Color Blind or Color Brave?

This is the second reading in the joint program “Black History 2020: Looking Back to Live Forward” led by Rev. LaDonna Nkosi, the new Director of Intercultural Ministries and Alexandra Toms, Racial Justice Associate in the Office of Peacebuilding and Policy. We are offering various blogs, videos, and articles throughout the month of February exploring the intersections of faith, Black history, and current day racism. We hope you join us this month to read, listen, and reflect as we look back through history, so we can better live into Christ.

Reflection by Alexandra Toms, Racial Justice Associate in OPP

A common concept used when discussing race is being color blind: “I don’t see race, I see people.” While this sentiment seems to come from good intentions, it can have negative implications. In the following TED Talk, Mellody Hobson discusses the complications of being color blind. However, she offers another perspective, a way to be “color brave.”

Read 1 Corinthians 12:12-26

“Indeed, the body does not consist of one member but of many. If the foot would say, ‘Because I am not a hand, I do not belong to the body,’ that would not make it any less a part of the body.”

1 Corinthians 12:14-15 NRSV

Have you ever looked at this Scripture and said, “My foot is part of my body. I don’t see feet; I only see a body.” It’s not a statement I have ever said, and it sounds quite foolish to me; but why? If we do not recognize our foot as its own unique part of the body, we do not recognize its unique contributions. Without feet, we would have difficulty walking, running, and simply standing, as many people unfortunately have had to experience. The body is changed significantly because of the loss of a specific, unique part. This change would be experienced very differently than the loss of a different body part, such as a gallbladder. A foot and a gallbladder serve different functions. They have distinct gifts that they provide for the body, and not having that gift would mean a significant change in how the body works and the lifestyle the person would live.

From a young age, we teach kids to identify various body parts, through songs like “Head, Shoulders, Knees, and Toes.” As they grow older, we teach the same thing about people and the Body of Christ. We recognize different spiritual gifts, such as teaching, speaking in tongues, healing, and prophecy. We recognize intellectual gifts, encouraging some to be doctors, some to be teachers, and others to be electricians. Yet, often when we look at race, we think we should be color blind and not see any differences.

I believe some of this movement came about with the intentions of reducing discrimination. If I don’t see color, then I will hire the best person for the job without letting racial prejudice affect my judgment. The problem is, by removing someone’s race, we are removing someone’s gift. We don’t see the unique perspectives and life experiences someone has had because of their race. We don’t see their unique qualities and value. We also do not see the distinctive ways people have been oppressed because of their race, remaining blind to networks of oppression and policies that uniquely affect people of color.

When we remain color blind, we also don’t recognize that we have unique experiences and perspectives because of our race, and since those experiences are unique, they are not the same for everybody in the U.S. Our view of life is not the standard. Our perspectives and lived experiences are just as different, but no more or less important, than the hand is from the foot. The hand, foot, and gallbladder are all distinct parts, but they are parts of one body allowing that body to function in a specific way. The diversity of experiences, perspectives, and assumptions of all people of all races, cultures, and backgrounds are necessary for the Body of Christ to be whole and for God’s Kin-dom to flourish.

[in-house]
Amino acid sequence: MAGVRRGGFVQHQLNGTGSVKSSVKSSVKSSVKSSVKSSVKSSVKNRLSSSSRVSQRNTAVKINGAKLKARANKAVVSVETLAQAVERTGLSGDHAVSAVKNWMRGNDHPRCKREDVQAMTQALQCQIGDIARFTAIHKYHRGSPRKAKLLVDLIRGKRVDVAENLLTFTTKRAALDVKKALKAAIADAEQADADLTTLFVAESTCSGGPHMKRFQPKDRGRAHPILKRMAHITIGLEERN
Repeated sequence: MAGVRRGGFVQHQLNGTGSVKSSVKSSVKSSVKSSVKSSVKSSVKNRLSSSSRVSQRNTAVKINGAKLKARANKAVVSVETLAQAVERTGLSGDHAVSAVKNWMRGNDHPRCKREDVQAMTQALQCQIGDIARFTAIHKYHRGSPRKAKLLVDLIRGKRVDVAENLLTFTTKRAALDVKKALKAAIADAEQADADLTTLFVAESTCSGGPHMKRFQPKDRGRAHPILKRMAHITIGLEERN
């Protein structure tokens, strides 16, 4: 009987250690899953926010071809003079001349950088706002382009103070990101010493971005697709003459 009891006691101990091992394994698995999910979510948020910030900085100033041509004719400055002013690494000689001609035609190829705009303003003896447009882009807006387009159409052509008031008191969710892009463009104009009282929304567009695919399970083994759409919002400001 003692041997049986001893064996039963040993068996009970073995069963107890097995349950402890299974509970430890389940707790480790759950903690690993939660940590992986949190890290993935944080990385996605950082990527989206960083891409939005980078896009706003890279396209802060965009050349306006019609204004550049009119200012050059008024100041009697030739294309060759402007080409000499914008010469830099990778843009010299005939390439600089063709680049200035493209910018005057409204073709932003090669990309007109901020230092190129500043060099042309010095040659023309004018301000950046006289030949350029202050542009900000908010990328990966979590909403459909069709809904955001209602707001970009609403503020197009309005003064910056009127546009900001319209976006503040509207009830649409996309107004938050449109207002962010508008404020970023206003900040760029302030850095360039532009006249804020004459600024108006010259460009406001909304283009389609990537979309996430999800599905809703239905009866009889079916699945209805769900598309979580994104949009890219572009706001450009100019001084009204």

Reflection Questions

  1. How were you taught to think about race? Were you taught to be color blind or were you taught to recognize and value differences based on race?
  2. The TED Talk mainly focused on the benefits of being color brave in a corporate setting.  What are other benefits of being color brave and benefits of diversity?
  3. Reread verses 25-26. If our foot suffers, the whole body suffers. If a member of the Body of Christ suffers, are we all suffering? Does being color blind inhibit our ability to suffer alongside people of a different race?

Why Do I Need to Talk About Racism?

This is the first reading in the joint program “Black History 2020: Looking Back to Live Forward” led by Rev. LaDonna Nkosi, the new Director of Intercultural Ministries and Alexandra Toms, Racial Justice Associate in the Office of Peacebuilding and Policy. We will be offering various blogs, videos, and articles throughout the month of February exploring the intersections of faith, Black history, and current day racism. We hope you join us this month to read, listen, and reflect as we look back through history, so we can better live into Christ.

Written by Alexandra Toms; Racial Justice Associate in OPP

Why do I need to talk about racism?

Why as a Christian should I be concerned about racism? I myself am not racist. I am raising my children not to be racist. I even have friends who are not white. So what more do you want me to do?

Why do I need to talk about racism?

There are laws on the books that prevent further racism. Brown vs the Board of Education ensures integrated schools. The Civil Rights Act protects against discrimination in public and in jobs. We have even gone as far as Affirmative Action to help right some of these wrongs.

Why do I need to talk about racism?

It’s been over 150 years since slavery ended and over 50 years since the Civil Rights Movement. Individuals may have been slower to change, but they are growing older. The younger generations do not even see the color of your skin. Discrimination is now part of the past.